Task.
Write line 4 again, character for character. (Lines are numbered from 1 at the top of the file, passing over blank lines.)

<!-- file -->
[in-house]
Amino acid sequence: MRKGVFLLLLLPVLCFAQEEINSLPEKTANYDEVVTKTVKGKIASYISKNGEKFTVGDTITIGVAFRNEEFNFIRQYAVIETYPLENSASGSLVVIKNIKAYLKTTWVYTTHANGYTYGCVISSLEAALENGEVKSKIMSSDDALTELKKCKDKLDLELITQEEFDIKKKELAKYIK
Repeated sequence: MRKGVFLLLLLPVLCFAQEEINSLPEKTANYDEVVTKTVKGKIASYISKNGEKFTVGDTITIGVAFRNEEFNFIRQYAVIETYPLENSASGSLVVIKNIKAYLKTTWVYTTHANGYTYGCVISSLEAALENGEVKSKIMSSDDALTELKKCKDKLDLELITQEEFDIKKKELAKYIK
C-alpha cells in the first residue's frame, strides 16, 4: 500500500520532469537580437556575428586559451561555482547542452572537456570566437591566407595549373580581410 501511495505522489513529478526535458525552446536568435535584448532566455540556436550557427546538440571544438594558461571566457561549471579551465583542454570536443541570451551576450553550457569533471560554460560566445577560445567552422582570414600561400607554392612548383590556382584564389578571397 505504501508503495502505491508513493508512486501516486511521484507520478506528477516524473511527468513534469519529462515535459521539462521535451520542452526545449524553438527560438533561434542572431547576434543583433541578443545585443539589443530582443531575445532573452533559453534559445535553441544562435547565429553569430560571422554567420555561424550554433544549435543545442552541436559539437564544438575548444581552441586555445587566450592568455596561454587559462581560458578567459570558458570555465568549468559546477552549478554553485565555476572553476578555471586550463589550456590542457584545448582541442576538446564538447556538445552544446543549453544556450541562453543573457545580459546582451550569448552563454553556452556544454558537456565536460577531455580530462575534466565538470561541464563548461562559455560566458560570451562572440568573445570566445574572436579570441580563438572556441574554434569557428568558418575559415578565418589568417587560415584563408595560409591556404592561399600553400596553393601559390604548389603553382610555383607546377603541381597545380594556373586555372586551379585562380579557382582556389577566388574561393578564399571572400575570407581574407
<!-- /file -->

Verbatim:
C-alpha cells in the first residue's frame, strides 16, 4: 500500500520532469537580437556575428586559451561555482547542452572537456570566437591566407595549373580581410 501511495505522489513529478526535458525552446536568435535584448532566455540556436550557427546538440571544438594558461571566457561549471579551465583542454570536443541570451551576450553550457569533471560554460560566445577560445567552422582570414600561400607554392612548383590556382584564389578571397 505504501508503495502505491508513493508512486501516486511521484507520478506528477516524473511527468513534469519529462515535459521539462521535451520542452526545449524553438527560438533561434542572431547576434543583433541578443545585443539589443530582443531575445532573452533559453534559445535553441544562435547565429553569430560571422554567420555561424550554433544549435543545442552541436559539437564544438575548444581552441586555445587566450592568455596561454587559462581560458578567459570558458570555465568549468559546477552549478554553485565555476572553476578555471586550463589550456590542457584545448582541442576538446564538447556538445552544446543549453544556450541562453543573457545580459546582451550569448552563454553556452556544454558537456565536460577531455580530462575534466565538470561541464563548461562559455560566458560570451562572440568573445570566445574572436579570441580563438572556441574554434569557428568558418575559415578565418589568417587560415584563408595560409591556404592561399600553400596553393601559390604548389603553382610555383607546377603541381597545380594556373586555372586551379585562380579557382582556389577566388574561393578564399571572400575570407581574407